Where the fuck is Jonac? What’s taking so long?
A million answers bombard my brain. Maybe he doesn’t have the clout to demand an audience with my brother, even if he’s carrying a message from me. Maybe something’s wrong with Shoch. Maybe Shoch can’t make it back here. Maybe he’s too weak. Maybe the wyvern in him is panicking again. Maybe Shoch and Itzel have already started their ritual. Maybe something went wrong. Maybe Shoch didn’t make it. Maybe—no. My brain will keep running riot with these scenarios, but I force myself to ignore it.
Shoch is fine. Nothing happened. And there couldn’t have been enough time for the ritual.
Wait. How long did it take Shoch to forge the bond with Jonac? I scrunch up my brow. I remember the bowl of raw chicken blood and how Shoch and Jonac sat on either side of it. I remember how each of them added a drop of their own blood to the bowl—and how each of them drank half of that unholy mixture.
I remember something else, too: Shoch’s assurance that the bond between him and Jonac would only be temporary. Was that a bold-faced lie? No, I don’t think so. Shoch wouldn’t want a permanent bond with Jonac, of all people. So presumably it would have faded on its own eventually.
But Shoch doesn’t want to wait. He’s too eager to protect me.
Málaf! Jonac, what’s going on? Just barge in on my brother—make a fuss. And drag Shoch back here if you have to.
I need him here with me. Shoch, that is, not Jonac. I need to know that he’s all right, that the wyvern’s panic didn’t scar him. And I need him to abandon whatever idiot scheme he and his sister have cooked up.
Damn it, I can’t even pace anymore. A few hours ago, this room felt like a mansion. And it is a mansion, compared to that cramped cell at Crevlock. But now the walls are closing in on me. The smoke from the fireplace is choking me—that chimney never does a damn thing when the wind blows in from the west.
No, it’s not that bad. I know it’s not. But my head is pounding, my stomach is churning and I’m out of breath. Fuck, fuck, fuck.
Finally there’s a noise outside my room—some sort of commotion. Is it Shoch? Is he in trouble? I force myself to walk over to the door—small steady steps. That’s it. Ignore the hammer that seems to be bashing my head.
Despite the house arrest, I don’t think I’m literally locked in here. Unless my father had a bolt installed on the outside of the door, it should swing open.
It does. I can’t open it all that far without slamming into my father’s guards—who seem to be arguing with Jonac—but they stop talking and make way for me.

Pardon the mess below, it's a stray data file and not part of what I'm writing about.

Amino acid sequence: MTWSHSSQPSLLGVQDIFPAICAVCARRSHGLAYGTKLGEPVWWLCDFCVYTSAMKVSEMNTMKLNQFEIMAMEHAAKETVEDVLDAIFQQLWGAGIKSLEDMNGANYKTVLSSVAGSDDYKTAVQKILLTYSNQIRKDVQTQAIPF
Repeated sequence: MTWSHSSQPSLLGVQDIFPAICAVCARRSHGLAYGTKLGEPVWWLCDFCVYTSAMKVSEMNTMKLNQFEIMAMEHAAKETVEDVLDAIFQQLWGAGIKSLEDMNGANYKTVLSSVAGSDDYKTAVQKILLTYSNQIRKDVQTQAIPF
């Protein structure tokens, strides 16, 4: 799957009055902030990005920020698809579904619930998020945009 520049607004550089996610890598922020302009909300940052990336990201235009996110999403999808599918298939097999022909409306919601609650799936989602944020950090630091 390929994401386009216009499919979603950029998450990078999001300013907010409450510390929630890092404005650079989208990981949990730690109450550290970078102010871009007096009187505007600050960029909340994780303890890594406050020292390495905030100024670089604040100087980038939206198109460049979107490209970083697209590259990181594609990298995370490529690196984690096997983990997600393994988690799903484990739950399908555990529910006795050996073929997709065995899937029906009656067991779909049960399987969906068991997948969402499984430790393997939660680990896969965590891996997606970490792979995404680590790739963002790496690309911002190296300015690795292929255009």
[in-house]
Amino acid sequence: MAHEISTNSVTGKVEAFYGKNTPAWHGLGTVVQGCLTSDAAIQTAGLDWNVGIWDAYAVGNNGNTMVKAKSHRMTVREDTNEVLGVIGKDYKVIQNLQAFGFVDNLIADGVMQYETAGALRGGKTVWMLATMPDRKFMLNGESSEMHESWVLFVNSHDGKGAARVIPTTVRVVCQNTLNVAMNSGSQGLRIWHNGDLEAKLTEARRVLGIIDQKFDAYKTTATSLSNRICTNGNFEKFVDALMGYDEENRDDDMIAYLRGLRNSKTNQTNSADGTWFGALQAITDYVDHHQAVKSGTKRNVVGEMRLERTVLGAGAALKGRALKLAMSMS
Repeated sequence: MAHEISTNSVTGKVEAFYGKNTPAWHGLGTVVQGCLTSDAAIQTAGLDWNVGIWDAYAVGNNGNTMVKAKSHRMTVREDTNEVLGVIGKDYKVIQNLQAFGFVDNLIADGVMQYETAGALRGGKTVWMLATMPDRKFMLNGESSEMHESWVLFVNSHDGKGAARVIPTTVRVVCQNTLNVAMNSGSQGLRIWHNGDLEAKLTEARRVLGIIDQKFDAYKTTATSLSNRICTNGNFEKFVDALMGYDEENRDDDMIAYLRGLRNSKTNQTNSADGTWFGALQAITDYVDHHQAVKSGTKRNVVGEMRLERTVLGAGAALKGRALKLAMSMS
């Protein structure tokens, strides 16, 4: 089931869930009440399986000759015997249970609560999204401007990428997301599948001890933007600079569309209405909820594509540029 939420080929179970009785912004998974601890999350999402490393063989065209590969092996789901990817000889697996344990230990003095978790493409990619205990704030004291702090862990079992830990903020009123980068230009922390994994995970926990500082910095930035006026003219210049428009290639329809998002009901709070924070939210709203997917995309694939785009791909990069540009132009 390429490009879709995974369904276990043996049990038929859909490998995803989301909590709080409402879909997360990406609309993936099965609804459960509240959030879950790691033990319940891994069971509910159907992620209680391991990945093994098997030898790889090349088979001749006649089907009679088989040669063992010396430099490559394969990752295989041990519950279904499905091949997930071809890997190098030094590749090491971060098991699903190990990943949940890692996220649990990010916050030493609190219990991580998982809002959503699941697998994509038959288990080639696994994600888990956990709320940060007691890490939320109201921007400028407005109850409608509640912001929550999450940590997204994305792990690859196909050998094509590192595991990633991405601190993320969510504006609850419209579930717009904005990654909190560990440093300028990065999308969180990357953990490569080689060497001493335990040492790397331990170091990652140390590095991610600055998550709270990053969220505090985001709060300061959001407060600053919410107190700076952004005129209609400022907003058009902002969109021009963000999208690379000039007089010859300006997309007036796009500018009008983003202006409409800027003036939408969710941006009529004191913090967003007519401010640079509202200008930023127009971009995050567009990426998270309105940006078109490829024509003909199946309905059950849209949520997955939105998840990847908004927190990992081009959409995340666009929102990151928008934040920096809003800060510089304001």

“What’s going on?” I give each man a questioning look in turn.
The older, gruffer guard turns my way. “Commander Camaria wishes to take you to His Highness—”
“On His Highness’s order!” Jonac cuts in.
“—but he has no paper or seal to prove that.”
“There was no time.” Jonac is gritting his teeth now and talking through them. “Shocha requires his master’s immediate attention.”
I’m pretty sure all the color in my face just drained out. “What happened?”
Jonac takes a deep breath. “His Highness allowed Shocha to meet with his estranged sister in private. He approved of his attempt to, ah, reforge their kinship.”
I blink. “Ruvan approved?”
“Yes, my lord.”
So my brother wanted Shoch to break his bond with Jonac and forge a new one with Itzel. But that can’t be right. Ruvan’s no fool. He must know that the only reason Shocha needs to forge a bond with anyone is so that he can command his wyvern again.
I speak slowly, trying to give my brain time to catch up here. “Did something go wrong, Jonac? Is Shoch—is he all right?”
“After his ordeal earlier, you mean?” Jonac shrugs. “Apparently he’s standing and walking on his own now. But the demon in him is still a danger, my lord. From what I’ve heard, should anything happen, you can calm it.”
This still isn’t adding up. My brother knows what Shoch is capable of, doesn’t he? Especially with control of a wyvern again. And even if Ruvan didn’t know before, Jonac must have just spelled it out for him.
So my brother wants Shoch to take control of his demon—his wyvern, I mean. Why? Why would he want Shoch to be able to command the wyvern through Itzel’s voice? Is it to protect Shoch? To make sure Shoch can stop the wyvern from panicking again and thrashing around? But that’s not all Shoch would do. Shoch will kill our father with that wyvern if he gets half the chance.
I stare at Jonac. Hard.
He stares right back at me, his eyes gleaming in the torchlight and tinged with both horror and a strange sort of sympathy. He’s never looked at me like that before, but I can guess what it means. I know Jonac. I know he’s telling me something he can’t say in front of these guards. Something he’d never dare say out loud, even in private.
Ruvan knows. He knows that Shoch wants to kill our father in order to protect me from the man. He knows—and he’s on board with the plan.